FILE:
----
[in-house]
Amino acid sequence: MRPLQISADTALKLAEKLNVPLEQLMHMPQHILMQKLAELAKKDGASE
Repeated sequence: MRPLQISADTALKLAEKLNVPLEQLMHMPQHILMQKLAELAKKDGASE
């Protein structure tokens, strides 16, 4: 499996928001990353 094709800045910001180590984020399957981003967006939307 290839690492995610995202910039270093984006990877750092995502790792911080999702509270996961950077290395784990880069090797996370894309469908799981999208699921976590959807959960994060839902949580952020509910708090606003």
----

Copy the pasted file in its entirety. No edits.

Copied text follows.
[in-house]
Amino acid sequence: MRPLQISADTALKLAEKLNVPLEQLMHMPQHILMQKLAELAKKDGASE
Repeated sequence: MRPLQISADTALKLAEKLNVPLEQLMHMPQHILMQKLAELAKKDGASE
């Protein structure tokens, strides 16, 4: 499996928001990353 094709800045910001180590984020399957981003967006939307 290839690492995610995202910039270093984006990877750092995502790792911080999702509270996961950077290395784990880069090797996370894309469908799981999208699921976590959807959960994060839902949580952020509910708090606003």